It might help to consider what is what. I’ll try to explain things as I understand them, but anyone is very welcome to correct me where I’m wrong.
When you define a class (e. g.
Meta) inside of a class’ (e. g.
ArticleEditForm) definition, the inner class is bound to the outer class itself. It’s similar to class attributes in the sense that upon generating instances, there is no new “copy” of the inner class being formed. So for example, if you do this…
f1 = MyForm()
f2 = MyForm()
f2.Meta both refer to the same thing/class. This becomes clear if you do the following:
f1.Meta is f2.Meta # True
f1.Meta is MyForm.Meta
the point of the
Meta class is to describe “meta characteristics” of the outer class (Form) itself and, by extension, all instances of the outer class (forms). The Meta class cannot be used for changing the behavior of individual instances. So for example:
f1.Meta.fields = ['bar', 'baz']
f1.Meta refers to the same class as e. g.
MyForm.Meta, doing something like this affects the behavior/meta characteristics of
MyForm itself and all current or future instances (forms).
Meta.fields attribute isn’t itself a collection of fields. It’s just meta data, saying which of the model’s (Article) fields that Form instances’ field collections (dictionaries, with field names as keys and Field instances as values) should be based on. It’s like part of a blueprint, a specification, for how individual forms’ collections of fields should be constructed. So trying to add an actual field (e. g. a
forms.CharField instance) to this specification doesn’t make sense. This also follows from what
Meta actually is, as described above. Speaking of which, based on what I’ve written so far you might want to ponder why it makes sense to force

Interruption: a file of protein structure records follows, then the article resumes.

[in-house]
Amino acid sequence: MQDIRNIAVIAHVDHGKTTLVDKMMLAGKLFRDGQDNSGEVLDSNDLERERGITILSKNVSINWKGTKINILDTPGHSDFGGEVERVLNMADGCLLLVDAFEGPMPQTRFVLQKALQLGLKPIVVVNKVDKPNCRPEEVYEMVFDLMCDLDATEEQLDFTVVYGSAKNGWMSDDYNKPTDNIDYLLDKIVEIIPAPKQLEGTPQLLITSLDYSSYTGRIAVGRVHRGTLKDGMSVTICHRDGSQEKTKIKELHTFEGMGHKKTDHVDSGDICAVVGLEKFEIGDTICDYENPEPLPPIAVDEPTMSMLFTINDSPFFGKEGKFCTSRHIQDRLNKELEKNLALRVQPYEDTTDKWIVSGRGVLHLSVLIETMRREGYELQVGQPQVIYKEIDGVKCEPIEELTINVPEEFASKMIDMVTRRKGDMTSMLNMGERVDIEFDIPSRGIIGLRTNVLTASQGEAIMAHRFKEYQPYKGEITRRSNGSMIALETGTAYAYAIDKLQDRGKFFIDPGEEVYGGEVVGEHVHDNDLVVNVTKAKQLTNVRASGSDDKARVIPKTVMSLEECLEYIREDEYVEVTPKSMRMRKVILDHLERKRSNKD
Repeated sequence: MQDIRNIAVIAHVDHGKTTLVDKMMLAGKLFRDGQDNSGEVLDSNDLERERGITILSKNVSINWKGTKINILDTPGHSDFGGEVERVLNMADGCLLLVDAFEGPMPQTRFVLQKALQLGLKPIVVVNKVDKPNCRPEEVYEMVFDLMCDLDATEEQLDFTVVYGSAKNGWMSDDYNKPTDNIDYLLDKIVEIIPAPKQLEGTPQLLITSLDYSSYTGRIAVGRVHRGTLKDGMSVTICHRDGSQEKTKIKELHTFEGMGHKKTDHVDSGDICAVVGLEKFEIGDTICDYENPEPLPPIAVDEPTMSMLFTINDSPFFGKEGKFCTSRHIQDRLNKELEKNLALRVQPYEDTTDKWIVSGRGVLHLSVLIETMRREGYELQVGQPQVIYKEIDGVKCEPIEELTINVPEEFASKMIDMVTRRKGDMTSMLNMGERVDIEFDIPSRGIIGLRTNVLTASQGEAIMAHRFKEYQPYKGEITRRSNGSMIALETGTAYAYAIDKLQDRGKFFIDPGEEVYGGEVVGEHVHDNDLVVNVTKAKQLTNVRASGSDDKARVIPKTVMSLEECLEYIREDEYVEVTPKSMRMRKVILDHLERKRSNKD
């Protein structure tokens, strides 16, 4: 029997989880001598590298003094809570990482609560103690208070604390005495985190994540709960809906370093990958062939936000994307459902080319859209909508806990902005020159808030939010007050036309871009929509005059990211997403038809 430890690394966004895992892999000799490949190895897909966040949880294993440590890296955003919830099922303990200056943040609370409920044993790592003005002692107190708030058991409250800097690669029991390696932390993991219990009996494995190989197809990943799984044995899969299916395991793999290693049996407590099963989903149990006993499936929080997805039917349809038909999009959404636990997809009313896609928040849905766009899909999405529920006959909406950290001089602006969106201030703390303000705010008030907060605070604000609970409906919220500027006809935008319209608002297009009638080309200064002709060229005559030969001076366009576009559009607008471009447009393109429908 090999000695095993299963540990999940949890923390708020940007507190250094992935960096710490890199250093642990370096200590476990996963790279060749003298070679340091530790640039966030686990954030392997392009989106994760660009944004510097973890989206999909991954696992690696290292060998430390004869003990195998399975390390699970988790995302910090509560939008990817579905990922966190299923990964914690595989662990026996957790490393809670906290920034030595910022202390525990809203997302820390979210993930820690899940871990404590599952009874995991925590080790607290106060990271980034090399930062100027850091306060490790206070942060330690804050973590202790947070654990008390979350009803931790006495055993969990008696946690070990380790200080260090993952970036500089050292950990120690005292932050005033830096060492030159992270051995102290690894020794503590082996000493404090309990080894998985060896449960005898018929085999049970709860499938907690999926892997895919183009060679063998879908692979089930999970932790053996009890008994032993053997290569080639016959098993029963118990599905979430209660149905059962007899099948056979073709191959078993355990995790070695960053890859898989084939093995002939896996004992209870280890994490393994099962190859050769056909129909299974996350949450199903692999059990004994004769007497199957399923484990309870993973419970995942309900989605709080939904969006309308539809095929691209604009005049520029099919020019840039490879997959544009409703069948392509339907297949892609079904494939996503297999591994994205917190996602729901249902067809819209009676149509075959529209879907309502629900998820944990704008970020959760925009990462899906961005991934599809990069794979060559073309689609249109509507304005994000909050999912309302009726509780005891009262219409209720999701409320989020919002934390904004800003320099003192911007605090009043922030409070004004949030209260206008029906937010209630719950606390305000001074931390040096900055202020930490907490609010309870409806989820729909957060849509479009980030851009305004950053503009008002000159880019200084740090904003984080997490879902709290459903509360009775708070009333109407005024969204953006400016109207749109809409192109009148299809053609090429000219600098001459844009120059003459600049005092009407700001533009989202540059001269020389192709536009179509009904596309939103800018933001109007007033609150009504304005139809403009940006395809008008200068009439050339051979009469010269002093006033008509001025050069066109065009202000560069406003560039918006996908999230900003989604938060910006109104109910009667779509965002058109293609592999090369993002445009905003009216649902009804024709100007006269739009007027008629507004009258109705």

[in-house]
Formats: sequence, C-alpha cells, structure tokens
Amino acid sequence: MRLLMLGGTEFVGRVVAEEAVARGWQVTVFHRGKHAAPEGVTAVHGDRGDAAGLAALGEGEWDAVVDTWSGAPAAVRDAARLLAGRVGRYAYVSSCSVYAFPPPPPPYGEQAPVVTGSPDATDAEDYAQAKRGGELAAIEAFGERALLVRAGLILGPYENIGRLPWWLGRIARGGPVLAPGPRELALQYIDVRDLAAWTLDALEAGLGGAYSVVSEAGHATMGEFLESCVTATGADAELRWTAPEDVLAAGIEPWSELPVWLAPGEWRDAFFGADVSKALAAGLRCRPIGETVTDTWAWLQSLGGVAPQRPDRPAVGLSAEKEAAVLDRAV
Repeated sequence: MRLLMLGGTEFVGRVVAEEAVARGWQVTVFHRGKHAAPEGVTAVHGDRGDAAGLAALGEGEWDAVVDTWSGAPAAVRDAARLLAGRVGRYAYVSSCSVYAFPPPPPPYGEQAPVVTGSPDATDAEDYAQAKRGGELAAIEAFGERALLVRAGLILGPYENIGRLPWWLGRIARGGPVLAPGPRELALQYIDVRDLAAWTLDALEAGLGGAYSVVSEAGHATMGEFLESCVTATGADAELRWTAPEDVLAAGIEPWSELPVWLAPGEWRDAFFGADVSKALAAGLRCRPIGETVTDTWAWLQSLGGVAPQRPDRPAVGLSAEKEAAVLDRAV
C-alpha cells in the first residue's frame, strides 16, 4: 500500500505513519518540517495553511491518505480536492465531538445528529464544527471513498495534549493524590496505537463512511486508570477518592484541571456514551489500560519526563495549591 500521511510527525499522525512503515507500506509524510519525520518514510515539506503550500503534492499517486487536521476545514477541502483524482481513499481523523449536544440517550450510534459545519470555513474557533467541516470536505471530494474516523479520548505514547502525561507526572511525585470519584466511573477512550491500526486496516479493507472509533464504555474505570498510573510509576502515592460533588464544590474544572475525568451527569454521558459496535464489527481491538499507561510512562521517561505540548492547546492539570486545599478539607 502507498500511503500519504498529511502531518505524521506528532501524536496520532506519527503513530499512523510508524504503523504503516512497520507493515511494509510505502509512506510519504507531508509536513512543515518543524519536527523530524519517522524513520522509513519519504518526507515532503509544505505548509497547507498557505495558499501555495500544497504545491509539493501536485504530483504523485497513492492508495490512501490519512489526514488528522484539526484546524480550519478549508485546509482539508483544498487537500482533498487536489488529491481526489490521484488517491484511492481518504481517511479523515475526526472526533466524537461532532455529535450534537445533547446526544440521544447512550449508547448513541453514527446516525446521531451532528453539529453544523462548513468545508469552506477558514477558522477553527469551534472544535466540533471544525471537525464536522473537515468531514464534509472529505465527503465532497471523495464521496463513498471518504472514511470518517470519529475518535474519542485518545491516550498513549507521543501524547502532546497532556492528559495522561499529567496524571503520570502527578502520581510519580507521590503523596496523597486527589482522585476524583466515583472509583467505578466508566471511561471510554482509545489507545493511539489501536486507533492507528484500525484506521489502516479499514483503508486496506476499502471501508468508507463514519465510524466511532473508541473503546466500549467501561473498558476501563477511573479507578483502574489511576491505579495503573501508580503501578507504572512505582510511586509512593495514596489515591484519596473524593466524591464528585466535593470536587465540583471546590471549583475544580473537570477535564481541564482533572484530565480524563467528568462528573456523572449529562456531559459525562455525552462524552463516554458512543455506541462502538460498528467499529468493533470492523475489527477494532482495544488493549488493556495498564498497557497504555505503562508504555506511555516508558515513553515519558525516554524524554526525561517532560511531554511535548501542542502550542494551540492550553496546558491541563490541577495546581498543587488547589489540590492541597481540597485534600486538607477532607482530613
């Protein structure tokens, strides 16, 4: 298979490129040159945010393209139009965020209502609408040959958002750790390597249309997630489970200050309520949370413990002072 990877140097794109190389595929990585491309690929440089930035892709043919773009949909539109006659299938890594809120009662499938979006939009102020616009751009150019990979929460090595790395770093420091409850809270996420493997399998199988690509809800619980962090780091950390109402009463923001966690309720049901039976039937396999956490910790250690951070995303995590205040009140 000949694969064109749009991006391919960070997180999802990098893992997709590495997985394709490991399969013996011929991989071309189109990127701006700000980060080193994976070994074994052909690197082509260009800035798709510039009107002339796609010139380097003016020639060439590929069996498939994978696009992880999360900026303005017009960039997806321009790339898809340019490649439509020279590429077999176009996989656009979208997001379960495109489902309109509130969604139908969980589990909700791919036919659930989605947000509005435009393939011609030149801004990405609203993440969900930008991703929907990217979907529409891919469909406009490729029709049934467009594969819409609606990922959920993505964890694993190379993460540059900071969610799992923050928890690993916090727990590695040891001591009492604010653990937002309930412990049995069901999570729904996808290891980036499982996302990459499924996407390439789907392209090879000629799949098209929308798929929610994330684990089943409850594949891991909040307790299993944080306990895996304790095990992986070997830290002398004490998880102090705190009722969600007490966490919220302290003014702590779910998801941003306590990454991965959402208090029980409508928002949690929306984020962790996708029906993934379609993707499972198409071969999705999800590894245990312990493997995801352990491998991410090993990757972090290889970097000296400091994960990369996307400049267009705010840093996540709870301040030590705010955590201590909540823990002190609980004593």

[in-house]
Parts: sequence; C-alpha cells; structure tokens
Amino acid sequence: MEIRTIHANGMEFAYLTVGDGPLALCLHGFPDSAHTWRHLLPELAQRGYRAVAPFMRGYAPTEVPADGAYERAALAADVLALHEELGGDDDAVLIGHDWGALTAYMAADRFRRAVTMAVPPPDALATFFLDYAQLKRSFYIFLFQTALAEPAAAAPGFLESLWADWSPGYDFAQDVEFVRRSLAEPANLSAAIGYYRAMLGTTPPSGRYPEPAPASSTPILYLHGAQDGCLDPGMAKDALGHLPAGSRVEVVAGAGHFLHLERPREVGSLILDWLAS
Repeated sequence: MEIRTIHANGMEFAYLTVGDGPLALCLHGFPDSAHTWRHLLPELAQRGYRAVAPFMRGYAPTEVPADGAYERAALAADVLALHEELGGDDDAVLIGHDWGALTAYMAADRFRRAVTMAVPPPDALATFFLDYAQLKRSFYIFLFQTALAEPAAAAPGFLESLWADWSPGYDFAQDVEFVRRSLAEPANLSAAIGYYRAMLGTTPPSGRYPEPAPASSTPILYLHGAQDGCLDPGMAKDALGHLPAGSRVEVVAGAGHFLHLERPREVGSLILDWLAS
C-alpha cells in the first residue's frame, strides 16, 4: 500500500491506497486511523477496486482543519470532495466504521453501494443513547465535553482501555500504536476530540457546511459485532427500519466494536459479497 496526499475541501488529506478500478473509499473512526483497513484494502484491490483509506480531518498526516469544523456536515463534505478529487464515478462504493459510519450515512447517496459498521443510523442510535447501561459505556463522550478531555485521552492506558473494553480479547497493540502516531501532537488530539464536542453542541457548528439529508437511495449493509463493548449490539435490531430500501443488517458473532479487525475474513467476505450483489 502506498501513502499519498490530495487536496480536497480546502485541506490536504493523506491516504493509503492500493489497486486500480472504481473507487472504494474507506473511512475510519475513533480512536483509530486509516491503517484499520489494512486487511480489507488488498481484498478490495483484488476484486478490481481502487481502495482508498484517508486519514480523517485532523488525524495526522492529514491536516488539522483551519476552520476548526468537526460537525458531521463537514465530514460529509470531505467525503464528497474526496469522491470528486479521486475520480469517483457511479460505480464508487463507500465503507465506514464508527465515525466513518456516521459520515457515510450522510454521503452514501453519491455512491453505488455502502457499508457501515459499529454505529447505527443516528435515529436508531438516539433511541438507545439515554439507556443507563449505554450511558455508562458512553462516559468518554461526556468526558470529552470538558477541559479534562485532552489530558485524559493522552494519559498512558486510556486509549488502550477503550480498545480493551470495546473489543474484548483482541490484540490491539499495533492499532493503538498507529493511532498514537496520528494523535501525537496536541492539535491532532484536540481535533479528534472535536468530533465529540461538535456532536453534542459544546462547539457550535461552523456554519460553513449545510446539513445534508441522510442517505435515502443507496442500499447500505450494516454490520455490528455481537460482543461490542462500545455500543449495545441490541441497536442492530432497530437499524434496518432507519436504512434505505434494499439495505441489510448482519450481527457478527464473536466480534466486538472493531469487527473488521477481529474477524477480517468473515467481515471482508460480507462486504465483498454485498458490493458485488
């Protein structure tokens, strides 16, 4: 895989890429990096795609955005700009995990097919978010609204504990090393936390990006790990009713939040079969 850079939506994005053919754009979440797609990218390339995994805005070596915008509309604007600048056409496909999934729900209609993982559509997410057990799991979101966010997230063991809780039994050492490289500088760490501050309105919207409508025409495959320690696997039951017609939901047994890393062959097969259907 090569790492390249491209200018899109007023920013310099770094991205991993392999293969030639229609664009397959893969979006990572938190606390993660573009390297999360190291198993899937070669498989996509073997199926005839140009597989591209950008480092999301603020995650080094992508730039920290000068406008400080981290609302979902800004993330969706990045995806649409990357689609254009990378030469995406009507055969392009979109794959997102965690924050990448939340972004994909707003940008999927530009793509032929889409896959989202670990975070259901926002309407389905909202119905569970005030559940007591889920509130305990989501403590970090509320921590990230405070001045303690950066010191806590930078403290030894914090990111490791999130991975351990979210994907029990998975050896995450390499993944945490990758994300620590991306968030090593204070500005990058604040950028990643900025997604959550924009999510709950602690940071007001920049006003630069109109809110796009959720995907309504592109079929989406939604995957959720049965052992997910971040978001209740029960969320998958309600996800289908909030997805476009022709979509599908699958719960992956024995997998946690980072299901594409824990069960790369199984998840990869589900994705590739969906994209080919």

Meta.fields to be immutable (i. e. a tuple).
What you actually want is to include an additional field (a
forms.CharField instance) for certain
ArticleEditForm instances. If we look in Django’s code base, where the
BaseForm class is defined, specifically its
__init__ method, we can read this (around line 82):
# The base_fields class attribute is the *class-wide* definition of
# fields. Because a particular *instance* of the class might want to
# alter self.fields, we create self.fields here by copying base_fields.
# Instances should always modify self.fields; they should not modify
self.fields = copy.deepcopy(self.base_fields)
This is more or less the answer to your question. You should be looking at modifying
ArticleEditForm instances by modifying their
Hopefully you can now see why a possible solution, or at least something that’s closer to what you want, might be:
model = Article
fields = ('title','category','intro','content','image',)
def __init__(self, *args, **kwargs):
user = kwargs.pop('user', None)
self.fields['span'] = forms.CharField()
An alternative, possibly slightly more efficient (someone more knowledgeable please chime in on this) solution might be to create a
ArticleSuperEditForm class that inherits from ArticleEditForm and has a modified Meta class, and then you put logic for deciding which kind of form to use in your views. I don’t know if this difference is large enough to be meaningful to the point where you would consider going with this less concise and less “fat model”-based solution, but I’m guessing no.
If you want to properly learn about OOP in Python, you might like this tutorial series by coreyms. I’ve only watched a couple of videos of it (having learned OOP from various other sources), but I’ve done the same author’s series on Django and it was very good.